metastatic head and neck squamous cell carcinoma (HNSCC) with disease
progression on or after platinum-containing chemotherapy. This
indication is approved under accelerated approval based on tumor
response rate and durability of response. Continued approval for this
indication may be contingent upon verification and description of
clinical benefit in the confirmatory trials. In HNSCC, KEYTRUDA is
administered as an intravenous infusion over 30 minutes of 200 mg every
three weeks until disease progression, unacceptable toxicity, or up to
24 months in patients without disease progression.

Classical Hodgkin Lymphoma

KEYTRUDA is indicated for the treatment of adult and pediatric patients
with refractory classical Hodgkin lymphoma (cHL), or who have relapsed
after 3 or more prior lines of therapy. This indication is approved
under accelerated approval based on tumor response rate and durability
of response. Continued approval for this indication may be contingent
upon verification and description of clinical benefit in the
confirmatory trials. In adults with cHL, KEYTRUDA is administered as an
intravenous infusion over 30 minutes of 200 mg every three weeks until
disease progression or unacceptable toxicity, or up to 24 months in
patients without disease progression. In pediatric patients with cHL,
KEYTRUDA is administered as an intravenous infusion over 30 minutes at a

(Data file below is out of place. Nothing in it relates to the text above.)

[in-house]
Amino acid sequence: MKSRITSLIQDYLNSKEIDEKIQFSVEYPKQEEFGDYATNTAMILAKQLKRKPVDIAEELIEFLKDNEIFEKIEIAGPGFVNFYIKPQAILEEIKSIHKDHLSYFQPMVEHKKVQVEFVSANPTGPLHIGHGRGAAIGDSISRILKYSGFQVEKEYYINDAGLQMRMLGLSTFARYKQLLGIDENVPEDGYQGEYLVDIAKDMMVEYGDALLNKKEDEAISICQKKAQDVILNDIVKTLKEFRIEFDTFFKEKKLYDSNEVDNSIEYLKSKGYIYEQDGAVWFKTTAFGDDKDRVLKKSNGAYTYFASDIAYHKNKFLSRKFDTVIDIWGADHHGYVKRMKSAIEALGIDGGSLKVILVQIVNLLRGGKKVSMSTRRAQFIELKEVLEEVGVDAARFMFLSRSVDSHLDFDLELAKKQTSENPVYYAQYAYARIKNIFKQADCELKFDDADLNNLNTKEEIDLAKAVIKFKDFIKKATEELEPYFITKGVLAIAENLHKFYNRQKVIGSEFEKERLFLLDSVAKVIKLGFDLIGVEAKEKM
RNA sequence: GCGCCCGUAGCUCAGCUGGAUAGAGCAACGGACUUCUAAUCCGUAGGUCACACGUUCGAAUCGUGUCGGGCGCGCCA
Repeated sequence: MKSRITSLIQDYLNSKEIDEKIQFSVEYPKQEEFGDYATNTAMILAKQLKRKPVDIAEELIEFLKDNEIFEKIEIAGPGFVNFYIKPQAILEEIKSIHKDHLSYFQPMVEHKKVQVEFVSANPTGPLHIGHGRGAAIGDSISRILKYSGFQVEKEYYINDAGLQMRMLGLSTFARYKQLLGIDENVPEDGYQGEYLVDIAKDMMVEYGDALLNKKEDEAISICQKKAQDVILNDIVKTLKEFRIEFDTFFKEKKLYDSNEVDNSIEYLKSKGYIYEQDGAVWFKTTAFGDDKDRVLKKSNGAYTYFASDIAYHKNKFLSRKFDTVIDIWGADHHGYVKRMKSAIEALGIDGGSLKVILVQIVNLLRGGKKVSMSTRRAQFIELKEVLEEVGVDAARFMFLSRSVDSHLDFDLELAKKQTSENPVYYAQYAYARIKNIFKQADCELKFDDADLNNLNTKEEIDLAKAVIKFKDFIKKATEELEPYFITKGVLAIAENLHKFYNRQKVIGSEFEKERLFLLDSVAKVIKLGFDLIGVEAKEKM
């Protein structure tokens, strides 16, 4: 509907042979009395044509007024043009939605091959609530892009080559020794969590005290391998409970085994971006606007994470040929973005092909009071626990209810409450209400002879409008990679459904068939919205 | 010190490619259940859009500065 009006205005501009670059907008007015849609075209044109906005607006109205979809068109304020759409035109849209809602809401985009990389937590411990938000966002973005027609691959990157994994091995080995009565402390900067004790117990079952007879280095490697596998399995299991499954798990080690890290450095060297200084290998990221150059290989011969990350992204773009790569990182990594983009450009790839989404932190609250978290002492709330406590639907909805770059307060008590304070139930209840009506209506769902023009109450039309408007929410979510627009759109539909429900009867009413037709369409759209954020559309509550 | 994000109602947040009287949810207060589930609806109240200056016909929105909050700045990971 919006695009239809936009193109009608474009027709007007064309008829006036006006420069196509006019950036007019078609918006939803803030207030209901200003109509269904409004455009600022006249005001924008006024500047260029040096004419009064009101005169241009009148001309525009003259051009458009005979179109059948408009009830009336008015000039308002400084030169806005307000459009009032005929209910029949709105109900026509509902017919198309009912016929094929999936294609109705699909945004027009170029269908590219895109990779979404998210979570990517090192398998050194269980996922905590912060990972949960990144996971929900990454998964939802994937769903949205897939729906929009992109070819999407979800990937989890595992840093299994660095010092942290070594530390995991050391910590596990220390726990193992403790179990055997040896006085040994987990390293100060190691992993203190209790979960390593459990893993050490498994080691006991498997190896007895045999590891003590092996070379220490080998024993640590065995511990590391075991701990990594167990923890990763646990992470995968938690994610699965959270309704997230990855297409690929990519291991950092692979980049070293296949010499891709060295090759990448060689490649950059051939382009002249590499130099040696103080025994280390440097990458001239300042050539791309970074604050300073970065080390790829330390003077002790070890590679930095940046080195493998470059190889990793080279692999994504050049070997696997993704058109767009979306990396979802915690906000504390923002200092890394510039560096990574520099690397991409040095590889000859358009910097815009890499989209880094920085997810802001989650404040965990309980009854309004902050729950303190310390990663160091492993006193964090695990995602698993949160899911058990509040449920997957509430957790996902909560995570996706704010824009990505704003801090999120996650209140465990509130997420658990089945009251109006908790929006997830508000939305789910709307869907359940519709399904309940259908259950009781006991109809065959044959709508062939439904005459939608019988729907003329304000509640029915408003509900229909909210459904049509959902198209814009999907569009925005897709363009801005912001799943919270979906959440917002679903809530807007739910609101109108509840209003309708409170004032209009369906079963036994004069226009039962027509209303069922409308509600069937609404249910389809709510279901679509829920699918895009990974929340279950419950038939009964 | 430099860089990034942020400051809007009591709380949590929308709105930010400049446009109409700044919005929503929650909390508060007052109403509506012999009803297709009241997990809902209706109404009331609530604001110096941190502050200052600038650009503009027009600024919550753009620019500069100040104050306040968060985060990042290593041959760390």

dose of 2 mg/kg (up to a maximum of 200 mg) every three weeks until
disease progression or unacceptable toxicity, or up to 24 months in
patients without disease progression.

Primary Mediastinal Large B-Cell Lymphoma

KEYTRUDA is indicated for the treatment of adult and pediatric patients
with refractory primary mediastinal large B-cell lymphoma (PMBCL), or
who have relapsed after 2 or more prior lines of therapy. This
indication is approved under accelerated approval based on tumor
response rate and durability of response. Continued approval for this
indication may be contingent upon verification and description of
clinical benefit in confirmatory trials. KEYTRUDA is not recommended for
the treatment of patients with PMBCL who require urgent cytoreductive
therapy.

In adults with PMBCL, KEYTRUDA is administered as an intravenous
infusion over 30 minutes of 200 mg every three weeks until disease
progression, unacceptable toxicity, or up to 24 months in patients
without disease progression. In pediatric patients with PMBCL, KEYTRUDA
is administered as an intravenous infusion over 30 minutes at a dose of
2 mg/kg (up to a maximum of 200 mg) every three weeks until disease
progression or unacceptable toxicity, or up to 24 months in patients